Cambodia is famous for producing palm sugar. The juice is collected from the flowers of palm sugar trees, which is then boiled to make palm sugar, often into tablets, where they are then used in traditional Khmer cooking. Creating palm sugar also provides a livelihood for many Cambodians. But the traditional method of creating palm sugar, which involves cooking it over a stove powered by a wood fire, comes with negative side effects. When done on a large scale, this method contributes to deforestation in a country facing the increasing loss of its forests.
Narein Sourn, who runs social enterprise Sovannak Palm Sugar, says he has the answer. According to him, the farmers who produce his palm sugar use a specially designed stove that could reduce the amount of wood burnt by up to 30%.
In addition to addressing the environmental challenges of traditional palm sugar production, Sovannak Palm Sugar seeks to enrich farmers and standardize their products so that it can be exported abroad.
Sovannak Palm Sugar got its start under the wing of the French NGO Geres, which invented the low-energy stove. But after creating the stove the organization realized it needed to buy the farmers’ sugar from them, and then to create a market for it. That’s when Sourn joined Geres in 2010 as a sales coordinator for the sugar.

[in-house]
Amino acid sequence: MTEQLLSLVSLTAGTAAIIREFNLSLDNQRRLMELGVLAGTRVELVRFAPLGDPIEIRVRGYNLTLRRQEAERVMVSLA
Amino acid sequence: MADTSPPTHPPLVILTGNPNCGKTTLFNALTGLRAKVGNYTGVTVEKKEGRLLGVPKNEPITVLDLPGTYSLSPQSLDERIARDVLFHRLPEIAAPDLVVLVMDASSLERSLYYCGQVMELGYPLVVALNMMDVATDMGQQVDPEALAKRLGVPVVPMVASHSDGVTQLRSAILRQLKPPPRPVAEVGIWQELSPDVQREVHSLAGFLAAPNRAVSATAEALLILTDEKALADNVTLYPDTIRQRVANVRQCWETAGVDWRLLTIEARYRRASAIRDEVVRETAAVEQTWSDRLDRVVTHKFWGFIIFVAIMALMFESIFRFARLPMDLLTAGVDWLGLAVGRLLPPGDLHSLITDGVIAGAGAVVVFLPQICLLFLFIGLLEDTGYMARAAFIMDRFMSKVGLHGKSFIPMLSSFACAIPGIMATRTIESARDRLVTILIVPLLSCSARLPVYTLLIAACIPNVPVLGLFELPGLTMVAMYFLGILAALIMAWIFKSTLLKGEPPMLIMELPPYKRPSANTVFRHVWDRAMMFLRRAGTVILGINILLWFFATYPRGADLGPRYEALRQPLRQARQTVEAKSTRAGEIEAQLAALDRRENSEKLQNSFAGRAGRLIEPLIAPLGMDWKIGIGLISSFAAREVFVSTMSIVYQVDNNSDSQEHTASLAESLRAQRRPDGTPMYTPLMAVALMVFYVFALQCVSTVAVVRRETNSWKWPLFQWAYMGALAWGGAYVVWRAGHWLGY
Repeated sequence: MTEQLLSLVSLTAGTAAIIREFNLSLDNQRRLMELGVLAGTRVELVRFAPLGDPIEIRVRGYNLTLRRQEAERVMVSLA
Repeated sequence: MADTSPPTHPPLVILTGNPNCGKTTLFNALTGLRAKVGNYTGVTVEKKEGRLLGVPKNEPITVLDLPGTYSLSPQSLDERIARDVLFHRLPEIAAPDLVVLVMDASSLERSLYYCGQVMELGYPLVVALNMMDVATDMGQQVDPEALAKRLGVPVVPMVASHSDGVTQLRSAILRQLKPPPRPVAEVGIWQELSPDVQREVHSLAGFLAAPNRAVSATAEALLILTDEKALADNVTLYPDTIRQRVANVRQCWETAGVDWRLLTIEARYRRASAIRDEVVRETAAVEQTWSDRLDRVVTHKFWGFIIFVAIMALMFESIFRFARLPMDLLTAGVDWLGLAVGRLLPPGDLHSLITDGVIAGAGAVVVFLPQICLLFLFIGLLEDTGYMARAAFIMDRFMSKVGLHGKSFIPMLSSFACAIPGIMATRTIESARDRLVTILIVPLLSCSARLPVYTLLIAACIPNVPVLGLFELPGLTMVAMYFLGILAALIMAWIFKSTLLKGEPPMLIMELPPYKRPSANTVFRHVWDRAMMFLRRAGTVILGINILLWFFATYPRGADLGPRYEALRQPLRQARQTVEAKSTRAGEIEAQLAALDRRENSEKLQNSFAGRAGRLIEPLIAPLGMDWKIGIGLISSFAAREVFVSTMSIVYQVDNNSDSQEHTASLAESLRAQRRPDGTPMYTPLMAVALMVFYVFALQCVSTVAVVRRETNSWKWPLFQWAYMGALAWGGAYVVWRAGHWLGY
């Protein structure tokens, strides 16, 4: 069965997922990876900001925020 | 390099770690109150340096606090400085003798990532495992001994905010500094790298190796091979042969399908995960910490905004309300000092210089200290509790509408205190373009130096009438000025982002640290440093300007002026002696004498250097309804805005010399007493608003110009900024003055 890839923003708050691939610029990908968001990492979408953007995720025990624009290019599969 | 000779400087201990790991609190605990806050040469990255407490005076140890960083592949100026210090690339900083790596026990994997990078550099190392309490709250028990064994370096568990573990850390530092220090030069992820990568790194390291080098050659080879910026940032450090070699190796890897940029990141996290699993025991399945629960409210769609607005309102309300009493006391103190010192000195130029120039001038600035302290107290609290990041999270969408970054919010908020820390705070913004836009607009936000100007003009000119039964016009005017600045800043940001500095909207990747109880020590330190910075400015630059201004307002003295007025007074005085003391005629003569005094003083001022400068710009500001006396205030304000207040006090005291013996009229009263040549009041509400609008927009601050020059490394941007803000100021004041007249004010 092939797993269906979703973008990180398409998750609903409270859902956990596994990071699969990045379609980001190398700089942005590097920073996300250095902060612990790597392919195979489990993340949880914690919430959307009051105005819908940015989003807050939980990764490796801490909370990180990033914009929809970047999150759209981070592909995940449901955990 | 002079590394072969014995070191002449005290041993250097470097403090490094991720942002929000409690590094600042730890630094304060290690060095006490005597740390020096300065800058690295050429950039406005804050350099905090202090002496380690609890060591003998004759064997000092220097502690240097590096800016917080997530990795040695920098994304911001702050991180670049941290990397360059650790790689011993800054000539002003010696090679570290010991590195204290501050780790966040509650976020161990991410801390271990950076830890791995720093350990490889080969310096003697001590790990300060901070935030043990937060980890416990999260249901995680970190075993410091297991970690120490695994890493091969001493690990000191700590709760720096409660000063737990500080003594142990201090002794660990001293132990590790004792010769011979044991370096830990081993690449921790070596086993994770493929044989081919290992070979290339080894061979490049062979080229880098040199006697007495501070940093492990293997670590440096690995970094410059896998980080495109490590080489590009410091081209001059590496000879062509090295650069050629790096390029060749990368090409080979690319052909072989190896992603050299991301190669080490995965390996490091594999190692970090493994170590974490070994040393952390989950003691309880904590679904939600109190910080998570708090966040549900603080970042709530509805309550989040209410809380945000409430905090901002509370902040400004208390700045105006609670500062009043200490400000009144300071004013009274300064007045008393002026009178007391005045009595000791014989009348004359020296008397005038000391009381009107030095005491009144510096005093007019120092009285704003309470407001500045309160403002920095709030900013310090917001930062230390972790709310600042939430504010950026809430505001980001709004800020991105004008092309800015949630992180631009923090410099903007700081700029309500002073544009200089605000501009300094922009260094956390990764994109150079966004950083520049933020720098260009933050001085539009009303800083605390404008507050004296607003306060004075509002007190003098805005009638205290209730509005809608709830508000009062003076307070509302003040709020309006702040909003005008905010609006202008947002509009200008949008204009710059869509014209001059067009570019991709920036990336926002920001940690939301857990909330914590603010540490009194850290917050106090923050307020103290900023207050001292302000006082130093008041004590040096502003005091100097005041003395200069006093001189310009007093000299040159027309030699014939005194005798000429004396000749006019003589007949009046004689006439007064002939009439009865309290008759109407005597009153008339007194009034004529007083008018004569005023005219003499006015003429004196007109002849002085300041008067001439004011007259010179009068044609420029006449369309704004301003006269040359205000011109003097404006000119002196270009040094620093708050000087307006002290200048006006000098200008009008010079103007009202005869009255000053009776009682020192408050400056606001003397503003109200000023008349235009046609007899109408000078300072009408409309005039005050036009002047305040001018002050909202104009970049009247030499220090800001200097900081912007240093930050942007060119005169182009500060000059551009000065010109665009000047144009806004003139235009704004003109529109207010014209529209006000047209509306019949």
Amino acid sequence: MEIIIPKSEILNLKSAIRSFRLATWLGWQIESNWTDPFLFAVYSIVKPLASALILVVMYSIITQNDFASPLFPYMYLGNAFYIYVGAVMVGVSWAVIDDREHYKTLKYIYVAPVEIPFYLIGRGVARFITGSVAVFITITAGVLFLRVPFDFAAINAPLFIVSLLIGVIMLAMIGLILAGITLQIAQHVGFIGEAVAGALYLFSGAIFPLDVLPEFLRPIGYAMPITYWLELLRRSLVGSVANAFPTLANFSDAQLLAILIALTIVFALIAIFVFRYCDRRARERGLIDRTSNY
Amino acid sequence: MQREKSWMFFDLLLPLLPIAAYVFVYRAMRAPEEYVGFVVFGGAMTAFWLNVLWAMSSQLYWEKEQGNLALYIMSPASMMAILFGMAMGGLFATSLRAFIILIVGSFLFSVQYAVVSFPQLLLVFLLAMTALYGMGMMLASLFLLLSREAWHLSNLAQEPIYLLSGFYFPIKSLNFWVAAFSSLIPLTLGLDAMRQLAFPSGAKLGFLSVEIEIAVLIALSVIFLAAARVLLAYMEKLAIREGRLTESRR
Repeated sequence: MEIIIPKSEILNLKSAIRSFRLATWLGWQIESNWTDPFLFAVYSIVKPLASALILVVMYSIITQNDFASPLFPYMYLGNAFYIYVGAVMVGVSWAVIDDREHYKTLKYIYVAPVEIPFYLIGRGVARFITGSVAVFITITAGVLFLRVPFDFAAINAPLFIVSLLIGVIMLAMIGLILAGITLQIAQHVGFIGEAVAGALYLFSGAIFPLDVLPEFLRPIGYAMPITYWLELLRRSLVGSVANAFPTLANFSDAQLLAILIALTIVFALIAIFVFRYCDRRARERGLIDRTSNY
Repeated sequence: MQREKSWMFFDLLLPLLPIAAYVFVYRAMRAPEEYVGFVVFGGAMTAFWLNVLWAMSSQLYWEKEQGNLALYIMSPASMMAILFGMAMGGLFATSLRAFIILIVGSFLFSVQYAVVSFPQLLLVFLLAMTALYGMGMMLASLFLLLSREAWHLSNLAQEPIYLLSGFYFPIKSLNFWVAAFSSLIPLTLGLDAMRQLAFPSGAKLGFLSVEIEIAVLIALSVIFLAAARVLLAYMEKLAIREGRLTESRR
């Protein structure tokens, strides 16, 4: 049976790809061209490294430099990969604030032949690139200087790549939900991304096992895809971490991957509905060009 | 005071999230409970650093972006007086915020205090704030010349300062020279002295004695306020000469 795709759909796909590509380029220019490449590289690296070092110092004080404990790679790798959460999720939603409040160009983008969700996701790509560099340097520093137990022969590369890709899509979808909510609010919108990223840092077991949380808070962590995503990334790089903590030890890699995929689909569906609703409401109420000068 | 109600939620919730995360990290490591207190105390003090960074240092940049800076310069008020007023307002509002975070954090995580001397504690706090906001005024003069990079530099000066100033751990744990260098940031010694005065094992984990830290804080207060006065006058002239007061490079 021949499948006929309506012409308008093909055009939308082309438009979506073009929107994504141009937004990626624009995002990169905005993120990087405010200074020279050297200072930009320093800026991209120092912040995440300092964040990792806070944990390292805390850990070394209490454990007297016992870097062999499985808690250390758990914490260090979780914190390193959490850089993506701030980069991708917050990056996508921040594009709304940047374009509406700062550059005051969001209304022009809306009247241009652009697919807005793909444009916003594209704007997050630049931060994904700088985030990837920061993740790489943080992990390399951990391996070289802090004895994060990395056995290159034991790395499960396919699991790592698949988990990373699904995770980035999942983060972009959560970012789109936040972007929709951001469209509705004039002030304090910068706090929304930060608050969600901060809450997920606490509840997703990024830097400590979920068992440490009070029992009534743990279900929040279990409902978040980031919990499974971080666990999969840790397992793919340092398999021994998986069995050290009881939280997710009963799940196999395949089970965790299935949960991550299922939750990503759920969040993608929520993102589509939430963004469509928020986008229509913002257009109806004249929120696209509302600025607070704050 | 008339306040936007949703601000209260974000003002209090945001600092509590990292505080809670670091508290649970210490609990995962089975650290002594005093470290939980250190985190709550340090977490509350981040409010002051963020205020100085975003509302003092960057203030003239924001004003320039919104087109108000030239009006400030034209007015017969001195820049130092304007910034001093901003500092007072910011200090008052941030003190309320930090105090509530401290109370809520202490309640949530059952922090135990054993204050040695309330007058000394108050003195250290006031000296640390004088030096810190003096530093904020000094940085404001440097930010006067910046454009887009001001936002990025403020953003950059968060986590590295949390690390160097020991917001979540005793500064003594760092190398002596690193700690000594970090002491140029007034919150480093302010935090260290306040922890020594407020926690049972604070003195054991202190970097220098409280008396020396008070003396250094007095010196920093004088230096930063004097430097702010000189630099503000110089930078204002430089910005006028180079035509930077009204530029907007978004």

However, in 2012 Geres decided to end the project. That was when Sourn decided to take over the enterprise. He approached the Geres management, and they decided to hand the business to him.
Then he realized he needed to expand in order to continue to grow the enterprise, so in 2015 he found South Korean investor Hesed Agriculture. Since then business has grown and the enterprise has been able to export its products as far as South Korea.
Sovannak Palm Sugar currently stores its processed sugar in Phnom Penh, but Sourn says that it is planning to build storage facilities in the provinces where it sources its sugar, such as Kampong Chhnang and Kampong Speu. He explains that storing sugar in those provinces will create more jobs in the villages. Hopefully, this will allow young people to stay in their villages, instead of going to the city or to Thailand to find work, he says.
Sourn also hopes that this model will eventually expand to other major Cambodian agricultural products, such as rice. But for now, he is focussing on growing his social enterprise.